On February 9-11th 2005, in San Diego, CA the most important forces of the open
source desktop business are coming together for the first time, and I
invite you to be part of this monumental event. It will be the third-annual Desktop Linux Summit, but this year's event will be like none
other because in addition to the leading desktop Linux companies converging in San Diego, OpenOffice.org and Mozilla/Firefox will be given their own half-day tracks. As in years past, you'll hear from the
leaders in the desktop Linux business, but this year OpenOffice.org and Mozilla/Firefox will each have a time dedicated to
speakers, demos and panels addressing the needs of
their communities. For attendees, this means that one affordable
registration fee gives them admission to three events in one, where they can hear from the groups whose efforts
are having the biggest impact on the desktop today.
Even though we've expanded the conference from two days to three, we've worked hard
to keep the registration fee affordable so people with any size budget can attend.
A $99 pre-registration gains complete access for exhibits and speakers
to all events (DLS, OpenOffice and Mozilla tracks), plus breakfasts, lunch
on 3 days and the obligatory T-shirt. We're also lining up a stellar
list of speakers, just like we did last year with Clay Christensen and others. This year
we already have Mitch Kapor, the founder
of Lotus, The EFF, and current Chairman of the Mozilla Foundation as
a keynote speaker. (I'm sure we can talk him into demoing Chandler!)
We've packed 3 informative programs into one
affordable price, so we're likely to reach our 1,000 person limit -
you'll want to register early for this event to ensure a slot. (If
you'd like to exhibit, please go here for more info.)
Now some might be wondering why Linspire would pay all the costs and
take on the burden of logistics for an event where a significant
portion of the agenda will be dedicated to OpenOffice.org and Mozilla
technologies (like Firefox), which most people use on Microsoft Windows
computers. First off, we are big believers in OpenOffice.org and Mozilla.
Mozilla has been our default browser and email since the earliest
versions. Our recently released Internet suite is based around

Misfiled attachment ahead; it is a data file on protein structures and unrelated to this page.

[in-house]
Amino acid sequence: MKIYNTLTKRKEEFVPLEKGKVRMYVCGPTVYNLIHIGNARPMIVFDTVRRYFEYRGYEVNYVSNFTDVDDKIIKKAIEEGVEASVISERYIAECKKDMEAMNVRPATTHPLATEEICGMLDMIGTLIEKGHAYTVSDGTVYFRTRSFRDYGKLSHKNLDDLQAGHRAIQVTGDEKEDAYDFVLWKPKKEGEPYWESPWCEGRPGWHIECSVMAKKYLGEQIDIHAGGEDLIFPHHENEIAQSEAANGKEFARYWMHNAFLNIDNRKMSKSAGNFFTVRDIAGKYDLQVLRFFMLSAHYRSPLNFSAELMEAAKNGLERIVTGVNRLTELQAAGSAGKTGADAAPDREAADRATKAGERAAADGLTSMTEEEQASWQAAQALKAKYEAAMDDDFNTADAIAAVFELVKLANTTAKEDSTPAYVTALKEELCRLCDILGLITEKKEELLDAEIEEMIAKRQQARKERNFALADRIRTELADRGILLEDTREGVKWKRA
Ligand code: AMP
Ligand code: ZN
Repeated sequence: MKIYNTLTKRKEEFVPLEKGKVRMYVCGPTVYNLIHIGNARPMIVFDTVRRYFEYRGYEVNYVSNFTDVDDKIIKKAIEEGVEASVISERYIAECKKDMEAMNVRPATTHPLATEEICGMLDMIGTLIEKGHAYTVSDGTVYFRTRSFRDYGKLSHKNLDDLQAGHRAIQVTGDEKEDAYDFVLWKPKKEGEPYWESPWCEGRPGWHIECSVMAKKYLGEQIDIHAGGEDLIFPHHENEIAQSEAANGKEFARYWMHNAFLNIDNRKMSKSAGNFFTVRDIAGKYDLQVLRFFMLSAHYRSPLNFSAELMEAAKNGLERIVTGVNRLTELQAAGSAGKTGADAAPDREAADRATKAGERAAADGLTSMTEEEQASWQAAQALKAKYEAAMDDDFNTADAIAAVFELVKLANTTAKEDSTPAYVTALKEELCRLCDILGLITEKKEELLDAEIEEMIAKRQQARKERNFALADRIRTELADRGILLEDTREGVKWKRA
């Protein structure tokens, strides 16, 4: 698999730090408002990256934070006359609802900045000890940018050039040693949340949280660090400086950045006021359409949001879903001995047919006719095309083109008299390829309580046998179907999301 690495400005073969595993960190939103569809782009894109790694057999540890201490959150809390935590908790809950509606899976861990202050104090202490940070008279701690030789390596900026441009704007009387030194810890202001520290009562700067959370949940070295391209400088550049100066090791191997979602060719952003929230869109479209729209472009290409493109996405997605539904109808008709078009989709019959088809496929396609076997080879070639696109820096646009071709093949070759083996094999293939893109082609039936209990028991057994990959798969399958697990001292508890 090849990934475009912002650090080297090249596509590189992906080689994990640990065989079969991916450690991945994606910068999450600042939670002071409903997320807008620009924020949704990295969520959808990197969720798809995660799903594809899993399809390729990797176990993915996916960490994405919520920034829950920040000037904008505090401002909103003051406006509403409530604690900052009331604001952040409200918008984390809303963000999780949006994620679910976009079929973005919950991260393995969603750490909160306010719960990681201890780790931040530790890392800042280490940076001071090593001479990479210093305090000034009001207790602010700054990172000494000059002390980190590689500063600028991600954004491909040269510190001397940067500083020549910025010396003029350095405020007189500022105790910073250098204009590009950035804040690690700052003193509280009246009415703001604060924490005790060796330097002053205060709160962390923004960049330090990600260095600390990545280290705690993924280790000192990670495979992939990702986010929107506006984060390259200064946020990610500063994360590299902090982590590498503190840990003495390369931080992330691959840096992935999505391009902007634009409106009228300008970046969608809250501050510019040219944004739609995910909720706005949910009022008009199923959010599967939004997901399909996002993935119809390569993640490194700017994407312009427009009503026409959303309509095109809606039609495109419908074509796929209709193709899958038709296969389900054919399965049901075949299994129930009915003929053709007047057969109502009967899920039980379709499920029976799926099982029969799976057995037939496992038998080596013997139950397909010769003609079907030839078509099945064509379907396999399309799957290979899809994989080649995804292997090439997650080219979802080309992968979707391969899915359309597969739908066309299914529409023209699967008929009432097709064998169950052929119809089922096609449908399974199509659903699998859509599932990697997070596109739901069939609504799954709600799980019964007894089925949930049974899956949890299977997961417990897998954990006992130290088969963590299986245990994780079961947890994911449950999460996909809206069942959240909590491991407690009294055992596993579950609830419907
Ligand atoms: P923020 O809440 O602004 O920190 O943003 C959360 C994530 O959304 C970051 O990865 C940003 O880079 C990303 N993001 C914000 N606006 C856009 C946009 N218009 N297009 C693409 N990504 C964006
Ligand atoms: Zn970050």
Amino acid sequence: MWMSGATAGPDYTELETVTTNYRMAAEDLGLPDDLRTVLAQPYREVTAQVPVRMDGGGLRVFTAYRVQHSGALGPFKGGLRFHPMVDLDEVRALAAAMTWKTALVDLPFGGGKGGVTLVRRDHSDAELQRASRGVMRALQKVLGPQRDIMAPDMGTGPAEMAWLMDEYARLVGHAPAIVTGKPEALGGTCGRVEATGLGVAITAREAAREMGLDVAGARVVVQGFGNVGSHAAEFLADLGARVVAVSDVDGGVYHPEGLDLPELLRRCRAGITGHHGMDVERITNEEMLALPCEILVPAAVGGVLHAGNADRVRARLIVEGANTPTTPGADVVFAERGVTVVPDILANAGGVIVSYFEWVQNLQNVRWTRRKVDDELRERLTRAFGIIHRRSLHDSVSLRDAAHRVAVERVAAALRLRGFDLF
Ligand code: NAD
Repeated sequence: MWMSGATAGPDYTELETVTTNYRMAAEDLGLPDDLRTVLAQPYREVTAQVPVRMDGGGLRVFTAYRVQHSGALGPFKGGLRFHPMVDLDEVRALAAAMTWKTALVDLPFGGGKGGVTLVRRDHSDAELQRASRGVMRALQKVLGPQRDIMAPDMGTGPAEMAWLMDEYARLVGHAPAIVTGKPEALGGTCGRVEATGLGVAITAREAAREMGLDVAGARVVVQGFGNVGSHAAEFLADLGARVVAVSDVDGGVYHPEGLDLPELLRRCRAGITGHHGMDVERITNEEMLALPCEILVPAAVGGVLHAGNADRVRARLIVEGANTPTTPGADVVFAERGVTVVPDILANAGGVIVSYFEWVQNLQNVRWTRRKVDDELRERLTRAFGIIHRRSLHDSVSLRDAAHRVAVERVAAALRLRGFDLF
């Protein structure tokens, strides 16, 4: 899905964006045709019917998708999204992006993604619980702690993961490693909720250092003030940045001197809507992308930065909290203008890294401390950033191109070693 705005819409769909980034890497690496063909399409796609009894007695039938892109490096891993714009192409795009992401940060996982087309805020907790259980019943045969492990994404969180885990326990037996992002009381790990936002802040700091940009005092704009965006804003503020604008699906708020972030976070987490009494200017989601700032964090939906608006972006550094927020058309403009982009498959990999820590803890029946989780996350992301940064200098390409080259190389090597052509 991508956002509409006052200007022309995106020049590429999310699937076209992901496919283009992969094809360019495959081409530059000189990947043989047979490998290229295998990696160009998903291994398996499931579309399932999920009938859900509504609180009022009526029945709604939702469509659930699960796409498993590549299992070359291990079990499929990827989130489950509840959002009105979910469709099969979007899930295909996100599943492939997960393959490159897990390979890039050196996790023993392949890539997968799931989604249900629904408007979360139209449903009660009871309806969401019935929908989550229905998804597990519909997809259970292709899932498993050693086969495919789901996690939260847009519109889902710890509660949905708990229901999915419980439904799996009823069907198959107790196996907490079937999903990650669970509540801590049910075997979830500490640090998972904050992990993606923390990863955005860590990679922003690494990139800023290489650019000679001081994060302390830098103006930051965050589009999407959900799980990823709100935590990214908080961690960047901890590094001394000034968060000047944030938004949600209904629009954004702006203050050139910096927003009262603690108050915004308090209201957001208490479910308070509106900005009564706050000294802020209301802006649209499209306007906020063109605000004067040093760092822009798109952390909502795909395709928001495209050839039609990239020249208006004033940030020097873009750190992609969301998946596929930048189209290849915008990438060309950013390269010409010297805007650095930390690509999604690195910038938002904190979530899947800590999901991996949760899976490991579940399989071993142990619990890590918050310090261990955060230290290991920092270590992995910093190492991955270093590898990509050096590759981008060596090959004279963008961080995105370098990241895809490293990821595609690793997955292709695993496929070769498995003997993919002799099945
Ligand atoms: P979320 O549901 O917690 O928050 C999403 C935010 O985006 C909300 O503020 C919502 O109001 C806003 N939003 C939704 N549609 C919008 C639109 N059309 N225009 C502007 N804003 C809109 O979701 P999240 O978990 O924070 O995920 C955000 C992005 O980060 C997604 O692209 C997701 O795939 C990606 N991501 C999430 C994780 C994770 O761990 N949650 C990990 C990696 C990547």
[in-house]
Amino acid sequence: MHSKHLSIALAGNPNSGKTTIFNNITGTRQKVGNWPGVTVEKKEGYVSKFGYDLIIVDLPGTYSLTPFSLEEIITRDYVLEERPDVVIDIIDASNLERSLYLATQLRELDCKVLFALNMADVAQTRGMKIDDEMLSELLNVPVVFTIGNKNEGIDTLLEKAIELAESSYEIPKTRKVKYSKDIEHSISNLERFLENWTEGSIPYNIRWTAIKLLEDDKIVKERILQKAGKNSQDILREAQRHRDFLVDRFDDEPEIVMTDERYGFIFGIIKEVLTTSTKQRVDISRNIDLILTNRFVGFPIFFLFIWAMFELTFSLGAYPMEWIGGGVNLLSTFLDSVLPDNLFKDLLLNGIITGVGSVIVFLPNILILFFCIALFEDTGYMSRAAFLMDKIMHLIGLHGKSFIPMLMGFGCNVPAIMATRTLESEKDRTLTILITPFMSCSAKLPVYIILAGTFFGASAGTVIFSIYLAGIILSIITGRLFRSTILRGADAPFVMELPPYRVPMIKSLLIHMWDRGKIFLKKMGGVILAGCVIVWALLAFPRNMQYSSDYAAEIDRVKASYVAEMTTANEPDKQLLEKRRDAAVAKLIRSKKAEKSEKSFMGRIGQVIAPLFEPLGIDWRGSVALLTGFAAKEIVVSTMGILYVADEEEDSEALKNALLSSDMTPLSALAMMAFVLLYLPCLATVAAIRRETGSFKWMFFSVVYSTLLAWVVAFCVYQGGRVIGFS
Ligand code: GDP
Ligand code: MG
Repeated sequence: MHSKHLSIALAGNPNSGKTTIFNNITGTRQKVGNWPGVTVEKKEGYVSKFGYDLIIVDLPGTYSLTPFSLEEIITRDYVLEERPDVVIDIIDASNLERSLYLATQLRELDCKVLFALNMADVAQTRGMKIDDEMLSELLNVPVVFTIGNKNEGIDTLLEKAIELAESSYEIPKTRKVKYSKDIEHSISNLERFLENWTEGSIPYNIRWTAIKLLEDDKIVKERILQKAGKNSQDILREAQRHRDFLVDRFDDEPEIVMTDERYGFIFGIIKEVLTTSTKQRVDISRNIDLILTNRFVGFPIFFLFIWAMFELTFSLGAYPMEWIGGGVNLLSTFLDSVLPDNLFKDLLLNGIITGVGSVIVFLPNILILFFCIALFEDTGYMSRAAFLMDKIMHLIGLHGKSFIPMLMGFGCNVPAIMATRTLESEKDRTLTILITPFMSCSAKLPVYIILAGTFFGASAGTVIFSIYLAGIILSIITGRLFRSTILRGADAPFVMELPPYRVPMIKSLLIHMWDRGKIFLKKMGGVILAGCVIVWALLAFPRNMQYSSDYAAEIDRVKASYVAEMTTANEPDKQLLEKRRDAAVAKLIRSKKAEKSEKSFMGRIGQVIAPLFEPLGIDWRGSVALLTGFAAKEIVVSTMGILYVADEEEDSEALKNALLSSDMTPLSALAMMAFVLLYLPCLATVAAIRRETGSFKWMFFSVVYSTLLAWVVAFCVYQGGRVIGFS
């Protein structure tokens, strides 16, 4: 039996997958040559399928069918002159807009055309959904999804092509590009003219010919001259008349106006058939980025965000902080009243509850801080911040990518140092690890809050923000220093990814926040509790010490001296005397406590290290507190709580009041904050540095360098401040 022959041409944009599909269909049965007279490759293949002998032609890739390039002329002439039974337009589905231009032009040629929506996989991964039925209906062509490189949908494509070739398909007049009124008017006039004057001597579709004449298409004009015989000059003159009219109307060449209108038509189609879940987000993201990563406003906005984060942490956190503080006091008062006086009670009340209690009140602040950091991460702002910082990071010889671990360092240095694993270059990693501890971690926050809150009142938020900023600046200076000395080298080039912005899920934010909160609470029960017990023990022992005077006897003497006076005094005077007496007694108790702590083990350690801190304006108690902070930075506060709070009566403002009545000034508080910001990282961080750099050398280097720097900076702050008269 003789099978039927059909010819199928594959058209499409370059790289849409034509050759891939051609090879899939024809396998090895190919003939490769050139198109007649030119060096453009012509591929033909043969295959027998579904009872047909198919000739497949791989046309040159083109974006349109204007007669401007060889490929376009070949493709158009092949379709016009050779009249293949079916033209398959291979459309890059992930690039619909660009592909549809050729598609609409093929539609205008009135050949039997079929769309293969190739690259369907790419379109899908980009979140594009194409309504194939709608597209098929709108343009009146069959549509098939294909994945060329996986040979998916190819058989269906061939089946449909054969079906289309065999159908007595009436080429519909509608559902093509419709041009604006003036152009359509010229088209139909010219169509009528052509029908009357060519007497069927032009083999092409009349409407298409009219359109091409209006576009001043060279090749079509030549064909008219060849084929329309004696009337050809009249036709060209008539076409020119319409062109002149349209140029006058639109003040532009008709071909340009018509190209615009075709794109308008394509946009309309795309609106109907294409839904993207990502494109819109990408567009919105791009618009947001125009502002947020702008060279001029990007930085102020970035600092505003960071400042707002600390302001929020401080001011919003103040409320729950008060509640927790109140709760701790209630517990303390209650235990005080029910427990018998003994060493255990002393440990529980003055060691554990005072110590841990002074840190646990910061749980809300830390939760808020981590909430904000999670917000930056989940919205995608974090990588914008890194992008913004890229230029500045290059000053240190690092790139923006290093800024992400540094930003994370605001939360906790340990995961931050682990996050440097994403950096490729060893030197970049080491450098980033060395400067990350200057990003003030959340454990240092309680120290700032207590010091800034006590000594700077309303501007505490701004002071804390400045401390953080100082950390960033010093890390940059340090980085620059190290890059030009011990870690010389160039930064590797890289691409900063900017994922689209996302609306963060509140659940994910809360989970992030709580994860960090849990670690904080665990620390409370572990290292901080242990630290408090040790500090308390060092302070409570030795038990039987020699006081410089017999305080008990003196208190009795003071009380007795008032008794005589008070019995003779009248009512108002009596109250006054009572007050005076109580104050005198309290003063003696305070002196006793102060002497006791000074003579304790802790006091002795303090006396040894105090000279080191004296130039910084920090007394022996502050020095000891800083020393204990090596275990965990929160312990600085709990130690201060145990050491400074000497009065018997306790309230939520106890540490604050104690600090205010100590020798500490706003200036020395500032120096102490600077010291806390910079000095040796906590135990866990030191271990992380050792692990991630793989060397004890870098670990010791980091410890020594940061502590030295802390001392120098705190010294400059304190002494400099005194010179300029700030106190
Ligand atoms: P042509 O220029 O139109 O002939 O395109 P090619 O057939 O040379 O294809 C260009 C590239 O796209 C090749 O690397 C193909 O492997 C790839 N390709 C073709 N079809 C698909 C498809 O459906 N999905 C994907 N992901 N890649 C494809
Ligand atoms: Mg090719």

Mozilla and we've released the code and are working with Mozilla to get some of the snazzy features like in-line spell checking, MailMinder and Hot Words into future
versions of Firefox. We've also worked with the StarOffice team that
does virtually all of the engineering on OpenOffice.org, to help provide
usability testing and feedback to improve those products. But there's
something much bigger at work here.
I mean it when I say that the DLS will bring together the most powerful
forces in the open source desktop business. I'm not referring to
companies such as Linspire, Sun or Novell, but rather OOoFf. What is
OOoFf? Openoffice.org + Firefox. There is tremendous momentum building
for those two products. Pick up any magazine or newspaper and you'll likely
see an article lauding these programs. They have clearly reached
quality thresholds to satisfy most users, and the press momentum
behind them is unstoppable. And it is more about the trend they
represent, than the actual products.
The trend is capable, cross-platform, open source applications.
Programs that do a good job at their designated task and look and
operate similarly whether you are on Microsoft Windows or Linux. If a
user gets familiar with OpenOffice.org and Firefox on Microsoft Windows, then it's
just a baby step to desktop Linux, where those same applications work
well and are often standard. These cross-platform tools will help
smooth the way for desktop Linux migration.
The open source nature of these products is critical because it
encourages a communal effort. No one company can compete with Microsoft
now - they are simply too powerful. It will take an industry pooling
their efforts to crack Microsoft's desktop monopoly. And that's what you're
witnessing, with OOoFf leading the way. Here's a list of just a few products that
You'll hear and see lots about OOoFf and other cross-platform
technologies at the upcoming DLS. I hope you'll consider attending and registering early to assure your spot at the pre-registration
price of just $99. After January 7th, the price jumps to $175.
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